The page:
By Todd Ferguson

“Okay, Mr. Shteyngart, can you please remove your pants?” Ever compliant, the Super Sad True Love Story author drops his designer jeans to reveal that he is wearing…what?

Does a certain contemporary Pushcart Prize-winner still wear Underoos? Does the latest Pulitzer-winner prefer the silkiness of Victoria’s Secret panties against his hairy nether regions?

Wouldn’t you like to know.

Recently the Financial Times and the New Yorker featured profiles of writers and their libraries, hoping to unlock some great secret about what book collections say about their curators. Voyeuristic bibliophilia at its geekiest. Yet we don’t learn anything new about writers: they own a lot of books; like to talk about books; think Chekov was a genius (fair enough); and feel like they haven’t read enough books.

So rather than invade writers’ libraries, why not launch a literary panty raid? Invasion of privacy issues aside, analyzing undergarments might reveal far more about our favorite writers and expose what kind of creative stuff they are made of. “Scandalous!” cries Oates. “Okay,” mumbles Roth, loosening his belt. “Undergarments?” queries Boyle.

Kenneth Grahame, author of The Wind in the Willows, supposedly changed his underwear only once a year.  Evidently his underwear became a type of protective second skin he was reluctant in shedding. And Jane Smiley writes in a robe—or perhaps even less. She’s rather vague about it.

Looking back, I imagine that Hemingway went commando or strapped on some sandpaper. Something rough and uncomfortable yet oddly liberating, the feeling of which helped him keep his prose economical. Tolstoy, too, probably free-balled it under his coarse peasant garb—a vain attempt to rid himself of impure sexual thoughts.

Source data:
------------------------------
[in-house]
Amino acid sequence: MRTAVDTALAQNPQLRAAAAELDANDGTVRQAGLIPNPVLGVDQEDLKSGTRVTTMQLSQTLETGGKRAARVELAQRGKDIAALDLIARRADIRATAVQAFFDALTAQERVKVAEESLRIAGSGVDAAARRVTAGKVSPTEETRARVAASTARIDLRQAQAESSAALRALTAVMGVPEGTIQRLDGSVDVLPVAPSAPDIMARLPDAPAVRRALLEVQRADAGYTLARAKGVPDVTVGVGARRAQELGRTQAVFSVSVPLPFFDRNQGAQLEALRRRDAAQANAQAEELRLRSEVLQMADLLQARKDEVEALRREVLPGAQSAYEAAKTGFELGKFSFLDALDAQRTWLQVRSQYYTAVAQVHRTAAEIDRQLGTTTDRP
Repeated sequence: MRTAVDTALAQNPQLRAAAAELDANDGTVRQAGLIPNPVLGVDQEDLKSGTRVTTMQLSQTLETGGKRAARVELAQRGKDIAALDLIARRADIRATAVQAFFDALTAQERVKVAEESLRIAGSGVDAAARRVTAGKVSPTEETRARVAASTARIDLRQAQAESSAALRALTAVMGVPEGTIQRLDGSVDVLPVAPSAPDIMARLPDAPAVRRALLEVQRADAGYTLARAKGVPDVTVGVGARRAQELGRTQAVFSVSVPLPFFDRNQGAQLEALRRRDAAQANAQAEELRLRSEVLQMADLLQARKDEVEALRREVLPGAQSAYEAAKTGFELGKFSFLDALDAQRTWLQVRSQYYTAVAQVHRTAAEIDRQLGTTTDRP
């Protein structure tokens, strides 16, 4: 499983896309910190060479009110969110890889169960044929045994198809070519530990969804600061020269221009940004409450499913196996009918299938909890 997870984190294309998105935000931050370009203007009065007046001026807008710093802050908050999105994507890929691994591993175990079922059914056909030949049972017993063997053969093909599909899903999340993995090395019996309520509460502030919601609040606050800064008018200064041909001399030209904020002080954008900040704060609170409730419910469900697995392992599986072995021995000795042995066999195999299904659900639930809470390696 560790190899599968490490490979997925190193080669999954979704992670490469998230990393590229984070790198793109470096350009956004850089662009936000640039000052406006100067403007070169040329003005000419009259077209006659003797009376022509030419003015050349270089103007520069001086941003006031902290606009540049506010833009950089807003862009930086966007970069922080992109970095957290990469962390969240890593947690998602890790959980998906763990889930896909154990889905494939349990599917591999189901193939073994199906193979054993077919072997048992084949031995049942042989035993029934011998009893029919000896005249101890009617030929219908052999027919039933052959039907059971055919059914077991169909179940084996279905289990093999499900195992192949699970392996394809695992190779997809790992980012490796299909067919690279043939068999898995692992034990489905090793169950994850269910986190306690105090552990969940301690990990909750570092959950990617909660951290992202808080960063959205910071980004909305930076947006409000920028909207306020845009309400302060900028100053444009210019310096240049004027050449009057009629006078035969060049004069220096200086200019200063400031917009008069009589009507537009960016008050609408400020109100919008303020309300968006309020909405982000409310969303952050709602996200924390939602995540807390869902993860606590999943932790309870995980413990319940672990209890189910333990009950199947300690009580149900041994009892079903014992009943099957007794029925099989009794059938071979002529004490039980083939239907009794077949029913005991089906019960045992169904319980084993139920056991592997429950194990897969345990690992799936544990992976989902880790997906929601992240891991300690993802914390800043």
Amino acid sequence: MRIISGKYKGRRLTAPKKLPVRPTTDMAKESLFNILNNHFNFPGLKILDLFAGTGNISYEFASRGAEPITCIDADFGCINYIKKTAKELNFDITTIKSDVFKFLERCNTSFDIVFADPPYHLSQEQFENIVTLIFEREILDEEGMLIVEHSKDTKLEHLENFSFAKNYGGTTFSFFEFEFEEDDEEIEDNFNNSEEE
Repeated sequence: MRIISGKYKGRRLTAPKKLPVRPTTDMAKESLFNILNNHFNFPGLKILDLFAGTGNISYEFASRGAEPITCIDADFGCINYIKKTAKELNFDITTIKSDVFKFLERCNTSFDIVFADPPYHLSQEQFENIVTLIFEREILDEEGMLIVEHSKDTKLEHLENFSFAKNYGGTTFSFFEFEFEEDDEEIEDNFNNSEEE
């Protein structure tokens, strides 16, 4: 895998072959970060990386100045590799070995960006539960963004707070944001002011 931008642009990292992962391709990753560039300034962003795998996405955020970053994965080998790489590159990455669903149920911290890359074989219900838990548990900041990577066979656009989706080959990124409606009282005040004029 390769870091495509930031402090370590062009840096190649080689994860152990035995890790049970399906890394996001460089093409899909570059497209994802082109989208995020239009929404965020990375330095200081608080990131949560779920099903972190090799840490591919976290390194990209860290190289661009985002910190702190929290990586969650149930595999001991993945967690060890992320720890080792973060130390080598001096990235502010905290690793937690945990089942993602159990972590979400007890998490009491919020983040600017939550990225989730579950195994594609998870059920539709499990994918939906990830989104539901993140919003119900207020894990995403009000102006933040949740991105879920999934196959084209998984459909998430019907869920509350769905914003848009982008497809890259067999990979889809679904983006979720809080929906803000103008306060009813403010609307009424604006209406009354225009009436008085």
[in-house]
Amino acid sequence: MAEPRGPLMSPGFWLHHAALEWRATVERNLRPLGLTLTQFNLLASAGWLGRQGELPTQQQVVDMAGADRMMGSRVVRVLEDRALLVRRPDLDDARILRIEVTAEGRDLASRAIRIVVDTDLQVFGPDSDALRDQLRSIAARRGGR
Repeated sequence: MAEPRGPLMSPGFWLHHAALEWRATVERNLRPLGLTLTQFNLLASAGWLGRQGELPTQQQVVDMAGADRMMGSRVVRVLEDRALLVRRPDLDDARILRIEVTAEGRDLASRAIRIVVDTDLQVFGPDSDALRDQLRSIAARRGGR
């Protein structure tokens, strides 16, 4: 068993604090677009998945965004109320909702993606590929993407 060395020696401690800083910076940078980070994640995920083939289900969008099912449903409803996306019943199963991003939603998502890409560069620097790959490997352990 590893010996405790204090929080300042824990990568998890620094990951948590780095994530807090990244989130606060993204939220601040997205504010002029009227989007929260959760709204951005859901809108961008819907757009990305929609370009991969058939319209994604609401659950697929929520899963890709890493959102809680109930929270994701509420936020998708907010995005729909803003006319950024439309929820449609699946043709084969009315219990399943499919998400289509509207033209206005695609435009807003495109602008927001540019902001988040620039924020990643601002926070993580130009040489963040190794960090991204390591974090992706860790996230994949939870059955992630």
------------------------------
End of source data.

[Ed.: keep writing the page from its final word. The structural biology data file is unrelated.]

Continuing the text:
Other writers, however, must have required some type of confinement. Jean-Paul Sartre probably preferred Gauloises-singed tighty whities, something that undoubtedly irked Beauvoir’s more refined sensibilities. And I like to imagine Edith Wharton and Virginia Woolf shielding a secretive sensual side, burying sexy lace buried under heavy woolen skirts. Much like their prose, both women harbored fiery passions beneath stoic veneers.

Or there’s the curious case of John Cheever. As a young and poorly paid writer, Cheever donned his only suit in the morning to commute to the building where he rented a room in which to write. Upon arriving, he would undress and carefully hang his suit. Then he would sit down and write. “A great many of my stories were written in boxer shorts,” Cheever wrote in1978.

Our contemporary literary giants should be as forthcoming about their unmentionables. What was Underworld written in, or IQ84? Given the massive girth of his latest tome, I imagine Murakami required something roomy and durable. Perhaps a simple pair of cotton Hanes boxers or, ideally, his awesome red running shorts

Photo: Jaunted